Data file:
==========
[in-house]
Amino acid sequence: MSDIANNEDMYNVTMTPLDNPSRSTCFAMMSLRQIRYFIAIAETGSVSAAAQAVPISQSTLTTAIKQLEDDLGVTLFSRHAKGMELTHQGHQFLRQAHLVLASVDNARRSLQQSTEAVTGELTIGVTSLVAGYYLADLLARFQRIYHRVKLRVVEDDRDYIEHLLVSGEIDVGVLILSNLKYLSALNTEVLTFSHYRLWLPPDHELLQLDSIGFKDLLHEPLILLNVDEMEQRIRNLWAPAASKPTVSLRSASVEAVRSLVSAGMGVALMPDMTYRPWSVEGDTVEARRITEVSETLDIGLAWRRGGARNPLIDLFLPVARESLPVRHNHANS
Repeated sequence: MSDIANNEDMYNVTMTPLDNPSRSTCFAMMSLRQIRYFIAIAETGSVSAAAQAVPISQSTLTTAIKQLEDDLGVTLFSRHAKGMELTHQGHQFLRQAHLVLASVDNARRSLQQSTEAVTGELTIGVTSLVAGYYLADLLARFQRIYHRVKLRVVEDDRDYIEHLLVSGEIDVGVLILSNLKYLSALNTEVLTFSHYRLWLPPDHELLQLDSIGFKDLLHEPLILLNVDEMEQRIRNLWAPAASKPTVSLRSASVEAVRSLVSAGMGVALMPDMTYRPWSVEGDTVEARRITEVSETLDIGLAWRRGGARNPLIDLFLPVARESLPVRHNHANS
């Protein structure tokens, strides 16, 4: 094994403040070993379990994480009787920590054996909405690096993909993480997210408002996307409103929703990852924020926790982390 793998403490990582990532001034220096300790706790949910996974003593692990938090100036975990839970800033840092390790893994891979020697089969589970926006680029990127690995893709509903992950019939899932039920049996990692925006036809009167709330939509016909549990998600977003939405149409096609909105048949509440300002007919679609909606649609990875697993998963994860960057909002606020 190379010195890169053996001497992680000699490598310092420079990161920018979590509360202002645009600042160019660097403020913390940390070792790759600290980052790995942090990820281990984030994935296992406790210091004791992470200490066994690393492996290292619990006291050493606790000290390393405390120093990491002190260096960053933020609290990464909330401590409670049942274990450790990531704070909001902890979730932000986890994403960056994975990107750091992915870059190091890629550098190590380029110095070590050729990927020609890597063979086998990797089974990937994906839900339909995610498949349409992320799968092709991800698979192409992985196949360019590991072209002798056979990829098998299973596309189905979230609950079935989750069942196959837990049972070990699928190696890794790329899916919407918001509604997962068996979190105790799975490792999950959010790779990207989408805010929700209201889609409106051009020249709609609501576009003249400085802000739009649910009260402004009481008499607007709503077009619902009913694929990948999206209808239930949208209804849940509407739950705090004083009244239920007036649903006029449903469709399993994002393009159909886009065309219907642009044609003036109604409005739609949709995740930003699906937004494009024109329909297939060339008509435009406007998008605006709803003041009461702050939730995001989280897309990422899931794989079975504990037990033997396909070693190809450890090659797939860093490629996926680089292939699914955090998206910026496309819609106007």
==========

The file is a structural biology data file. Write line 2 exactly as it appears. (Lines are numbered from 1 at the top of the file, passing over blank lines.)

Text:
Amino acid sequence: MSDIANNEDMYNVTMTPLDNPSRSTCFAMMSLRQIRYFIAIAETGSVSAAAQAVPISQSTLTTAIKQLEDDLGVTLFSRHAKGMELTHQGHQFLRQAHLVLASVDNARRSLQQSTEAVTGELTIGVTSLVAGYYLADLLARFQRIYHRVKLRVVEDDRDYIEHLLVSGEIDVGVLILSNLKYLSALNTEVLTFSHYRLWLPPDHELLQLDSIGFKDLLHEPLILLNVDEMEQRIRNLWAPAASKPTVSLRSASVEAVRSLVSAGMGVALMPDMTYRPWSVEGDTVEARRITEVSETLDIGLAWRRGGARNPLIDLFLPVARESLPVRHNHANS